Start planning your Q2 OKRs now

Bottom Line:

  1. Start planning your Q2 OKRs well ahead of the end of Q1 in order to ensure that you’re in a good place to kick off Q2.
  2. Communicate Communicate Communicate – then negotiate
  3. Don’t forget to celebrate your successes, failures, and lessons learnt from Q1

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The Balanced Scorecard, Strategy Maps, and OKRs

Bottom Line:

If you’re working with OKRs, you may find it useful to think about the Balanced Scorecard perspectives when setting OKRs. Which Balanced Scorecard perspectives, or categories are you supporting with your current OKRs? Do you need to rebalance your efforts? Who and which departments are supporting each Balanced Scorecard perspective, i.e. Financial, Customer, Internal Business Process, and Learning & Growth perspectives?

If you use Balanced Scorecards, or if you have used Strategy Maps to define your strategy and execution planning, OKRs may prove a useful way to take your operational excellence to the next level, and improve the way in which you align the entire organisation behind your strategy.

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Don’t use KPIs as your Objectives (and Fluffy is OK)

Bottom Line

One of the hardest things when you’re getting started with Objectives and Key Results (OKRs) is to set good OKRs. We’re all used to caring a lot about our financial health metrics, revenue, profits, shareholder value. But these metrics, while crucial to getting a sense of the health and trajectory of the business, are not very helpful in terms of helping us determine what we should do next.

Summary Recommendations

  • Move away from using KPIs as objectives, and instead ask, ‘what do we really want to achieve?’ Fluffy is OK.
  • Pick quantitative key results (health metrics, KPIs, etc), which are the best proxies to measure your progress.
  • For setting OKRs which are aligned with higher level OKRs, it is sometimes useful to look at the KRs of the higher level OKR as inspiration for your Objective.

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Common OKRs mistakes: Everyday work as OKRs

One thing we notice with a lot of organizations that just start out with OKRs is that many people just enter their everyday work as Objectives.

For example, a digital marketer may state an objective “Release January Newsletter“, a software developer may put “Fix bugs” or HR manager may state “Hire a sales director“.

While one could argue that these objectives are technically valid, the problem with them is that they are missing the point of OKRs. As a result, organization will not reap the benefit of OKRs and will probably abandon the methodology in few months as useless.

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OKRs in the age of Agile: Engineering perspective

Approximately once per week someone asks us how do OKRs fit with agile product teams and do they even fit at all.

There is a great article written by Felipe Castro that explores this particular problem and I cannot recommend it enough.

Whereas Felipe looks at the matter in a holistic way, in this post I am going to explore more practical aspects from the perspective of an engineering team.

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Setting OKRs for the Marketing Team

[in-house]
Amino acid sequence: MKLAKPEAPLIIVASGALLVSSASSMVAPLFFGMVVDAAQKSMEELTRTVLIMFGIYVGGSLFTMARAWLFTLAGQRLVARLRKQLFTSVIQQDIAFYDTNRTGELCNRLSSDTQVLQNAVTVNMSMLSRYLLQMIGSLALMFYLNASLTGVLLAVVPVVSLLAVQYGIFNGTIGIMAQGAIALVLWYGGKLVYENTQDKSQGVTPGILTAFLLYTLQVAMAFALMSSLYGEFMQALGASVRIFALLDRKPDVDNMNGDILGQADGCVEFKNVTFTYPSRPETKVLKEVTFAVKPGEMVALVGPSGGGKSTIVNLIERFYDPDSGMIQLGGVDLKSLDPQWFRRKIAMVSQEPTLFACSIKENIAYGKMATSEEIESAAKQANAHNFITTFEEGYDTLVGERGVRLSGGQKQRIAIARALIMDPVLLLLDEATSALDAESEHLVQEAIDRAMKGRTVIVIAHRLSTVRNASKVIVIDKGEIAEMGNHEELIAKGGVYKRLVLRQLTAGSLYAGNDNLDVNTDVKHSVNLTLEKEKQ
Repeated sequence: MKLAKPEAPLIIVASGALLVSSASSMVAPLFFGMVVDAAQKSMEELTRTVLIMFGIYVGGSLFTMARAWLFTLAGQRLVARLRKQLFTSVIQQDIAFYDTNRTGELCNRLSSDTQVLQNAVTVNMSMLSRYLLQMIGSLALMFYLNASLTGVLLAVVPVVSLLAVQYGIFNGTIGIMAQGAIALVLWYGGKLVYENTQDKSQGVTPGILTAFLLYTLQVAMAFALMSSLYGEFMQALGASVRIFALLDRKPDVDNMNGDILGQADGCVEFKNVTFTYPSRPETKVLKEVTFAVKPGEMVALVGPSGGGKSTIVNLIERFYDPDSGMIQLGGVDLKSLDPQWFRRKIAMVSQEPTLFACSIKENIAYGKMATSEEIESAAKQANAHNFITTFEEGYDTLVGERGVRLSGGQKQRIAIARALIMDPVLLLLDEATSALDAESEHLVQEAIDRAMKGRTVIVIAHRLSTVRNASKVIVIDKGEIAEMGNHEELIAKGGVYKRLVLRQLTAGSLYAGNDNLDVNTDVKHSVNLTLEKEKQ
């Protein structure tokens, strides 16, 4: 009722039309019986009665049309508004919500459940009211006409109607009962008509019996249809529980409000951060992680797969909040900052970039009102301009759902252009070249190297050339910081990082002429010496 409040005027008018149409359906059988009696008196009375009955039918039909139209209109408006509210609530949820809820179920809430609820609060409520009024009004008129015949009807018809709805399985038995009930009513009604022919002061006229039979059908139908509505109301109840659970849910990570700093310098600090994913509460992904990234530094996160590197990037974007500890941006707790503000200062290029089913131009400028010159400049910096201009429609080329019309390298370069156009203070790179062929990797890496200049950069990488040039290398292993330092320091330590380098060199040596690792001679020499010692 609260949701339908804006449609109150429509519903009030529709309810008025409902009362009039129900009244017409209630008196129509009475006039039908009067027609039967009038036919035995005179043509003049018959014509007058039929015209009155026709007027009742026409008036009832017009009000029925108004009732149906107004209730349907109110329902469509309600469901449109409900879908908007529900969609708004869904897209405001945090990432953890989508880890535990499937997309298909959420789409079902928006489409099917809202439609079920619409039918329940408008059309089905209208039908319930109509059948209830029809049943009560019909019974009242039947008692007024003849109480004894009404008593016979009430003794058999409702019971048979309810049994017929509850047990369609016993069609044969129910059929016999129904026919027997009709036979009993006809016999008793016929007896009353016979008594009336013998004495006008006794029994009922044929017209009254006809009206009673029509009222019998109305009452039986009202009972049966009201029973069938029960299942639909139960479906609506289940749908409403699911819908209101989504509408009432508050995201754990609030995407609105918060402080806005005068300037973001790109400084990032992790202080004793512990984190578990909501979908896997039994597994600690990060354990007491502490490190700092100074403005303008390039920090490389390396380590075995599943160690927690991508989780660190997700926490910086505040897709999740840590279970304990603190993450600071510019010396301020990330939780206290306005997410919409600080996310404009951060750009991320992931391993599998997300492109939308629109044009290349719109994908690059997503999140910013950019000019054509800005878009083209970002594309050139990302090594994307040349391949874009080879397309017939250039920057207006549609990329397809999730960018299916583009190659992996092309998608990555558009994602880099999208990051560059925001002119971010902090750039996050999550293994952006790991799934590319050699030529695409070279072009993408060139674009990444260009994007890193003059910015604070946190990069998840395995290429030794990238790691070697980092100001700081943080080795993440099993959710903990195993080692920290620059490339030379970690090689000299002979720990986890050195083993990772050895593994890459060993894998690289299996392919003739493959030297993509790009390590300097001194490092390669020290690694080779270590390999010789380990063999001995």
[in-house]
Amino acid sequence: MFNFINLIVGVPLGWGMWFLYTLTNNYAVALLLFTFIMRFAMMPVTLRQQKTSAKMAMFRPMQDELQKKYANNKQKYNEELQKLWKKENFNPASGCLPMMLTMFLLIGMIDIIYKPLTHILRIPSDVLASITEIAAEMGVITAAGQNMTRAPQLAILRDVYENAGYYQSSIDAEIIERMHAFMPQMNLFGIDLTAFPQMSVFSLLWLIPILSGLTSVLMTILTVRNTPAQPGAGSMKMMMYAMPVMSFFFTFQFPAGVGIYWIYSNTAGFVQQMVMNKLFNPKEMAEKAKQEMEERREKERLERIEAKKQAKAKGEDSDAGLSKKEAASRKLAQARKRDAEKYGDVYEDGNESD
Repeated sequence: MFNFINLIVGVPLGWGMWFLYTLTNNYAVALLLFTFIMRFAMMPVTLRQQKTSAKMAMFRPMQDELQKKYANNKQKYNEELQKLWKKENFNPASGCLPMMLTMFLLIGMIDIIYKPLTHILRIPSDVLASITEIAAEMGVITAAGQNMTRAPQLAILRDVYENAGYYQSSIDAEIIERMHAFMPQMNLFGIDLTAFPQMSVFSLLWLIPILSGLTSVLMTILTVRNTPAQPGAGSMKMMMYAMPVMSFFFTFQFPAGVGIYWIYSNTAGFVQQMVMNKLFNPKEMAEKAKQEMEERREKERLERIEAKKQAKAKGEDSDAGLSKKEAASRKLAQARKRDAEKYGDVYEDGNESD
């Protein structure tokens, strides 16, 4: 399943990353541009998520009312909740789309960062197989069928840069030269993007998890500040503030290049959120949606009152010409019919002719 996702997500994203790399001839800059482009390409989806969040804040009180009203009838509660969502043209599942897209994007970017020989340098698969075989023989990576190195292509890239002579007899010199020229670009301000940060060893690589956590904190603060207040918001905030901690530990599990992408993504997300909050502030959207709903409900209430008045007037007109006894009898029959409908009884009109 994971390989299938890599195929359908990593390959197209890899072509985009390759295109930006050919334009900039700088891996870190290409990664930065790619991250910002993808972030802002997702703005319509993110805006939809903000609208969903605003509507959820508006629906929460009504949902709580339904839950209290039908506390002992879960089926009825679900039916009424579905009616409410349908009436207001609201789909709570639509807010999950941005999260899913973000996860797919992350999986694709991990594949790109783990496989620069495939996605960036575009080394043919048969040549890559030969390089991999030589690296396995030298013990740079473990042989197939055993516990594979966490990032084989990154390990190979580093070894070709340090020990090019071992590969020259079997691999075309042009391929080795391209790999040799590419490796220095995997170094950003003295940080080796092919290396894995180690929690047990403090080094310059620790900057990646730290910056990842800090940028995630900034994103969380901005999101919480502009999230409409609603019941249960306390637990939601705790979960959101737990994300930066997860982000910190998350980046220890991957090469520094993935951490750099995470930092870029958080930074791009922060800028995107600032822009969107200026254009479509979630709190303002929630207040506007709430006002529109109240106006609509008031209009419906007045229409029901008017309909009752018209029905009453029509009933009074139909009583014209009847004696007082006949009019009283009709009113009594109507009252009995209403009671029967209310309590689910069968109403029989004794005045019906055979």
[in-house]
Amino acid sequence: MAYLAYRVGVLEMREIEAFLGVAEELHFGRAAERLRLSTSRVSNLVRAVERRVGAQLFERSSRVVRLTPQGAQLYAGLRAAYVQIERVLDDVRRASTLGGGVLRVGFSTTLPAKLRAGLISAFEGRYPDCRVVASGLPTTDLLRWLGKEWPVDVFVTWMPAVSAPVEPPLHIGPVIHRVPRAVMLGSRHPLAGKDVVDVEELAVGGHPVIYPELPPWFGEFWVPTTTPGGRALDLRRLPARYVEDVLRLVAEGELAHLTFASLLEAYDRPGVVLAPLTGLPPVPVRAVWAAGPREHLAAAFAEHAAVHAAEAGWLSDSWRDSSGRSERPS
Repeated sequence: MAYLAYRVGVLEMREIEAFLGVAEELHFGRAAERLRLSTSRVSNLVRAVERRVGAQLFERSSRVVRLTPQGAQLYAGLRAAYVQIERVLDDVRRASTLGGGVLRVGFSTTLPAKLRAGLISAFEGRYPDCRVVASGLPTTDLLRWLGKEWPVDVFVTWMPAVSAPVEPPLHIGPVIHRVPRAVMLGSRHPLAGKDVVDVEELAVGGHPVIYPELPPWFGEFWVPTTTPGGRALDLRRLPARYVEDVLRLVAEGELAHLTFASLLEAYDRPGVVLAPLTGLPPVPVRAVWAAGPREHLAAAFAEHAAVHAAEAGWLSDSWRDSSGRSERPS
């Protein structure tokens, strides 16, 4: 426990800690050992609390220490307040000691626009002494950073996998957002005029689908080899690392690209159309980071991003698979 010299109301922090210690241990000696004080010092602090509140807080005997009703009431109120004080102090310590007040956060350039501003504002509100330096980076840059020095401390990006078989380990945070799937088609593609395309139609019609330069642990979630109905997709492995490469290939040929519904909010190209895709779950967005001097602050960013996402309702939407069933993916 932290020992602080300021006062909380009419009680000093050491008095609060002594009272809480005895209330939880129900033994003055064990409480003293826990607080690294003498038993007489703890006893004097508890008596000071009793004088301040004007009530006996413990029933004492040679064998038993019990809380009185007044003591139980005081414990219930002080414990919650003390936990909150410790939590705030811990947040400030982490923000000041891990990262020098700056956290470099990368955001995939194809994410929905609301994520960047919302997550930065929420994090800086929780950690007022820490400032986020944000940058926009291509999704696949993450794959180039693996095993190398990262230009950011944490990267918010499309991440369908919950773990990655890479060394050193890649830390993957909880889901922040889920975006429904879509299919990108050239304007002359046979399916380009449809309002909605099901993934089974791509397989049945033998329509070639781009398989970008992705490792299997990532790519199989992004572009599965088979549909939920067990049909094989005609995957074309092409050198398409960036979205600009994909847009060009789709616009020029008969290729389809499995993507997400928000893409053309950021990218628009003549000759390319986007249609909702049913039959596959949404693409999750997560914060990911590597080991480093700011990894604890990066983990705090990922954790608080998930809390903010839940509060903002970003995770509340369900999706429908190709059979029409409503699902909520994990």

Bottom Line

Setting OKRs for marketing is made harder by the multitude or absence of meaningful metrics or KPIs. Marketers should set objectives informed by higher level company goals, and by focusing of the underlying performance drivers for marketing, instead of the metrics which are just indicators of performance.

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Setting OKRs for the sales team

Bottom Line:

When setting OKRs for the sales team, DON’T focus on the number. Instead, set objectives for the performance drivers, activity, process, method, aptitude, and attitude.
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Common OKR mistakes: Too many objectives

First in our series of blog posts dealing with common pitfalls of implementing OKRs in an organization is the one of setting too many objectives.

It is advised that no person or team has more than 3 objectives per OKR period (usually quarter). In practice, however – when just starting out – people tend to write a “wish list” of objectives.

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Who should own OKRs: person, team or both?

One of the first questions you may face when you decide to implement OKRs in your organization is who exactly should own OKRs: employee, team (under team, we also understand divisions and departments), or some mix of both.

In practice, companies do all three. In this post we are going to explore how to approach this decision.

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Anatomy of an OKR: How to set your OKRs

So, you’ve decided to take the plunge with OKRs.

You’ve seen the video on how Google sets OKRs, bought into the whole alignment-transparency-engagement promise and you are ready to see hyper growth in your business.

In more practical terms, however, you’ve been staring at the blank screen for the last 30 minutes wondering just how in the world you set your OKRs.

Nothing to worry about – we’ve all been there. In this post I explain what makes an OKR and how OKRs relate to KPIs and tasks. Being effective with OKRs requires a bit of an epiphany moment.

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